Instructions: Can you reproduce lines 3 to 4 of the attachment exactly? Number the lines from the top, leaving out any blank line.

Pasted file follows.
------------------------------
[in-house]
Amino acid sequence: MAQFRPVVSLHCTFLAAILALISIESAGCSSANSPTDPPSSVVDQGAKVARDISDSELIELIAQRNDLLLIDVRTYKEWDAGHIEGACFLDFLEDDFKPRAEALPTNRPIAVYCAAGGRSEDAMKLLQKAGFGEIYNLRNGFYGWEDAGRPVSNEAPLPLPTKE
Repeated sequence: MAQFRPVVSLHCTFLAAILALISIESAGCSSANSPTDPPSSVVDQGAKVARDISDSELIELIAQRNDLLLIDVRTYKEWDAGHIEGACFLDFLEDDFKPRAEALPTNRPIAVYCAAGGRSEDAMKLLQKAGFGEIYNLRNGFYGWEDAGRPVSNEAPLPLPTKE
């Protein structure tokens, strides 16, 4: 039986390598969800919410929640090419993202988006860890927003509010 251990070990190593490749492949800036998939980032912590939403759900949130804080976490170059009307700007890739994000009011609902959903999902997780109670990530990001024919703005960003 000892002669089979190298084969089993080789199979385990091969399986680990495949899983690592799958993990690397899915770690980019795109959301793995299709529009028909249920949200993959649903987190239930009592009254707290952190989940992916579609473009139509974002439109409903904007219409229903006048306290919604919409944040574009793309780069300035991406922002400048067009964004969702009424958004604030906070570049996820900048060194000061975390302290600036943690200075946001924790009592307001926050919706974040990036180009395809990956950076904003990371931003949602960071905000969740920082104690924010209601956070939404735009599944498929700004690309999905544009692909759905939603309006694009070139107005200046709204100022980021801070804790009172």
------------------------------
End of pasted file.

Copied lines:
Repeated sequence: MAQFRPVVSLHCTFLAAILALISIESAGCSSANSPTDPPSSVVDQGAKVARDISDSELIELIAQRNDLLLIDVRTYKEWDAGHIEGACFLDFLEDDFKPRAEALPTNRPIAVYCAAGGRSEDAMKLLQKAGFGEIYNLRNGFYGWEDAGRPVSNEAPLPLPTKE
């Protein structure tokens, strides 16, 4: 039986390598969800919410929640090419993202988006860890927003509010 251990070990190593490749492949800036998939980032912590939403759900949130804080976490170059009307700007890739994000009011609902959903999902997780109670990530990001024919703005960003 000892002669089979190298084969089993080789199979385990091969399986680990495949899983690592799958993990690397899915770690980019795109959301793995299709529009028909249920949200993959649903987190239930009592009254707290952190989940992916579609473009139509974002439109409903904007219409229903006048306290919604919409944040574009793309780069300035991406922002400048067009964004969702009424958004604030906070570049996820900048060194000061975390302290600036943690200075946001924790009592307001926050919706974040990036180009395809990956950076904003990371931003949602960071905000969740920082104690924010209601956070939404735009599944498929700004690309999905544009692909759905939603309006694009070139107005200046709204100022980021801070804790009172």